Lent: A Childhood Practice Grows Up
|By Damien Faughnan
When I was a child, Lent was always about giving up things-most often sweets or candy. As a good Irish Catholic boy, I came to view Shrove Tuesday as the starting line for a sort of "spiritual Olympics." In our house and at school, children would try to out-do each other with what we'd give up or take on. I remember, when I was eleven or twelve years old, I committed to attending mass every morning at 7AM. This truly was a heroic effort on my part because, for most of those mornings, I walked several miles to church when it was dark and wet outdoors. When Easter finally arrived and my heroic act had concluded, I was ecstatic, and wondered if I might soon receive the stigmata. Today I can look back and laugh at my spiritual naiveté.
Now I'm a man. My spiritual life still manifests external things, but is much more about my interior life. I am learning to listen with compassion to the stories I tell myself, recognize how I continue to struggle with the same set of issues, and pay attention to perceived hurts and grudges held.
One of those recurring issues is that I am apparently not good at changing certain things. This is ironic because I make my living helping people create change! (We preach what we most need to hear?) Realizing my hypocrisy, I recently set about taking a look at change through the lens of my spiritual life.
"It's easy to quit smoking. I've done it hundreds of times."
-Attributed to Mark TwainWe all have some level of "immunity" to change. If only change was as simple as thinking that we need to do something differently. It's easy to change a behavior for a few days, but much harder to keep it going. That's one of the deep truths hidden within the Lenten season: forty days gives us enough time for the new behavior to become an established part of our lives.
I have learned that when I resist change, it's typically because I have competing commitments. For example, I know I need to go for a hike, but I prefer to check my email and eat ice cream. We can only truly change when we understand and identify our competing commitments. Regardless of whether Lent is part of your life, setting aside a season to examine your competing commitments is a wise step on the path to spiritual maturity.
At a deeper level, when we begin to identify those competing commitments, we start to tap into shadow work. Quite often, the source of our competing commitments dwells in the unconscious. It's as if what we know about ourselves fits into a box, and our shadow is that which is outside the box.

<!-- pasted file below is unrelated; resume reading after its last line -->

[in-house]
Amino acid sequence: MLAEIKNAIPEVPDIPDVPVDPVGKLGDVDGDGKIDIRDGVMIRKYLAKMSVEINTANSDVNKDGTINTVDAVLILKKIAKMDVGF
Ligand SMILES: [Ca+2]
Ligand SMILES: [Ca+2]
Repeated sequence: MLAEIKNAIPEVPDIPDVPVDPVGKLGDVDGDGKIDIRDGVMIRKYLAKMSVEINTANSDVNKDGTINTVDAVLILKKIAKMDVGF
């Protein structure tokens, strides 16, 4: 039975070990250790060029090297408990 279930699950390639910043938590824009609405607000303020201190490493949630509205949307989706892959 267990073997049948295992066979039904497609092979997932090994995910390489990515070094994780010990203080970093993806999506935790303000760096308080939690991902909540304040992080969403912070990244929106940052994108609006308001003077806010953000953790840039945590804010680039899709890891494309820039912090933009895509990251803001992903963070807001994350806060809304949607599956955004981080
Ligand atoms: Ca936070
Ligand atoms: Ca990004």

I recently went to lunch with a soul-brother and explained my conflict and feeling of hypocrisy. Over the two-hour conversation that followed, he asked me one question that has stayed with me for the past two weeks. I have learned it takes a very wise partner to help us discover what is "outside the box." A good spiritual director or experienced soul-brother can guide us to uncover competing commitments in a manner that is not unsettling or overwhelming. When we open ourselves to a brother and the spirit, we become truly self-generating. But beware of the man who tries to tell you about your experience or "fix" you. There are no quick fixes when we start to do shadow work.
This means that shadow work can be a good choice for a forty-day discipline. Another great quote by Mark Twain is "Habit is habit and not to be flung out of the window by any man, but coaxed downstairs a step at a time." My Lenten commitment to that 7AM liturgy entailed a daily choice in favor of mass rather than the competing commitment of sleeping longer in my warm, dry bed.
On the spiritual path, we have to strike a balance between knowing we are loved perfectly, just the way we are, and striving to be better. It's a both/and. As men, if we don't have compassion for ourselves, we are unlikely to spend time exploring what might be "outside the box."
What I have to "give up" now becomes more of a shedding of all those things that keep me from love. What I have to "take on" now is a discernment of my competing priorities and making a choice for change. I know that is the divine call. While I dislike the word "conversion" because it suggests a one-time event, I also know that it approximates what I'm called to do every day, in and beyond the season of Lent.
As we move from winter into spring, consider what new spiritual practice you might undertake in order to grow in wisdom.
WE ARE ILLUMAN:
"WITHOUT US GOD WILL NOT.
BUT WITHOUT GOD, WE CAN NOT."
Fr. Richard Rohr